July 10, 2013

Medical Cannabis Stocks Socked in Second Quarter as Public Firms Fail to Gain Traction

MarijuanaStocks

Medical marijuana stocks continued to struggle in the second quarter despite increasing optimism over the industry’s future, underscoring the risky nature of cannabis investments and the sector itself.

The share price of nearly every publicly traded company involved in the cannabis space fell or was flat from April through June – with a handful of stocks plunging between 40% and 50% – despite gains in the broader stock markets over the same period. Most stocks are also down for the entire year as well.

The disappointing results reflect the challenges publicly traded cannabis companies face in growing revenues and profits, attracting investors and creating a viable business model. Mainstream investors also are still wary of the risk-heavy sector and the relatively few companies that offer shares to the public.

Several other factors are at play:

– Despite marijuana’s strong momentum across the country (several states are on the verge of passing MMJ laws, while a few new markets are on tap), turbulence in California is affecting several companies that provide cannabis-related products and services to cannabis operations in the nation’s largest MMJ market. That’s cast a pall over the entire industry.

– Publicly traded cannabis companies are struggling to gain traction and truly grow their business on a national scale given the complexities of the industry, the vast differences in regulations across the country and the fact that medical marijuana is still illegal at the federal level.

Of course, in the “penny stock” universe – where all cannabis companies currently trade – a 50% drop in price might equate to just a few cents. And big price swings in either direction are common, sometimes on a daily basis, given the volatility of these types of stocks. So the situation could change quickly.

But the rise and fall of marijuana stocks as a whole on a quarterly basis provides a least some indication of investor sentiment about the industry in general.

On the bright side, the share prices of a handful of firms rose in the second quarter. At this point, however, it could be some time before a public cannabis firm truly breaks loose and posts significant, lasting gains. The business models of publicly traded cannabis companies are still being proven, and there’s a hefty amount of skepticism over whether any of them will be successful in the long term.

Here’s a look at how some marijuana-related stocks performed in the second quarter:

Cannabis Science (CBIS): Down 20%, falling from 5 cents at the beginning of April to 4 cents at the end of June. It is still trading at 4 cents a share. Current market cap: $30 million.

Fusion Pharm (FSPM): Down nearly 50%, from 59 cents at the start of April to 30 cents at the end of June. It has since fallen to 24 cents a share. Current market cap: less than $1 million.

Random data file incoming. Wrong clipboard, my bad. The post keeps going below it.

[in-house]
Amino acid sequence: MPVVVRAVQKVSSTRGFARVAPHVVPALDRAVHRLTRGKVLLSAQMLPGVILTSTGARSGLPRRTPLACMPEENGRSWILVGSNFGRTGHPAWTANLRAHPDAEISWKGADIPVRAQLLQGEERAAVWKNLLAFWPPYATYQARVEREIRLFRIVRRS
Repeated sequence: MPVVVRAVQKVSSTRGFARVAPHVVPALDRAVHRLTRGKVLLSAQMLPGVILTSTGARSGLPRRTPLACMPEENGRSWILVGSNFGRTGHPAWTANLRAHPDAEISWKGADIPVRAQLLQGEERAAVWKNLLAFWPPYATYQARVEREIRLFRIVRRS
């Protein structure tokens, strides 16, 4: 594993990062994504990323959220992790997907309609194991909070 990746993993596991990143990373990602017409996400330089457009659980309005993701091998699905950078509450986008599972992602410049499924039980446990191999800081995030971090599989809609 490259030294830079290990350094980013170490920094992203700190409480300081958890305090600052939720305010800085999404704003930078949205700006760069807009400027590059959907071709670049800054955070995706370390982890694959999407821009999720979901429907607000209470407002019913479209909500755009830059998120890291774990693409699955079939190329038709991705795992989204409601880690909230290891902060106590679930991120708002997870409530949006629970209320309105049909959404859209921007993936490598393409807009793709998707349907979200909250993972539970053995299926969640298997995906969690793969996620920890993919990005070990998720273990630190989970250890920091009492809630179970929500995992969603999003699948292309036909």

GreenGro Technologies (GRNH): Down more than 30%, from 6 cents in April to 4 cents in June. It is still hovering around 4 cents a share. Current market cap: $4.6 million.

GrowLife Inc. (PHOT): Up 25%, from 4 cents in April to 5 cents at the end of June. It has since fallen a penny and is back at 4 cents. Current market cap: $23 million.

Medbox (MDBX): Flat, from $25.50 in April to $25.52 in June. Now trading at around $27. Current market cap: $400 million.

Medical Marijuana Inc. (MJNA): Down 44%, from 25 cents in April to 14 cents in June. It’s now trading at about 13 cents. Current market cap: $119 million.

Nuvilex (NVLX): Up 43%, from 7 cents in April to 10 cents in June. It’s now hovering around 11 cents. Current market cap: $50 million.

Terra Tech (TRTC): Down roughly 40%, from 19 cents in April to 11 cents at the end of June. It currently trades at 10 cents. Current market cap: $8.7 million.

The X-Change Corp. (XCHC): Down 55%, from 9 cents in April to 4 cents in June. It’s still hovering around 4 cents. Current market cap: $2.7 million.


4 Comments:

  1. Where do you sell these stocks once you own them?

  2. The reason MJNA and some other stocks lost value was because certain people were manipulatiping the stock price so they could sell short and still make a huge profit. this does violate federal law so I imagine several people will be hearing the knock knock of federal marshalls at their door soon!. This is the only reason a stock can report a multi-million dollar profit like MJNA andf still lose stock value.

  3. Actually some of these companies are not following proper accounting and are doing some slight of hand when it comes to financial reporting. The over the counter market or as they are known “penny stocks” are examples of Buyer Beware. Was there manipulating going on, maybe, but also some funny accounting by the companies.

  4. Actually the TRUE reason why MJNA stock dropped so much was because when the long awaited Q1 was released, we found that shares were diluted and income was only about $500K while they claimed $5 Million. They claimed unsold stock as income. I lost a lot of money on that lie.

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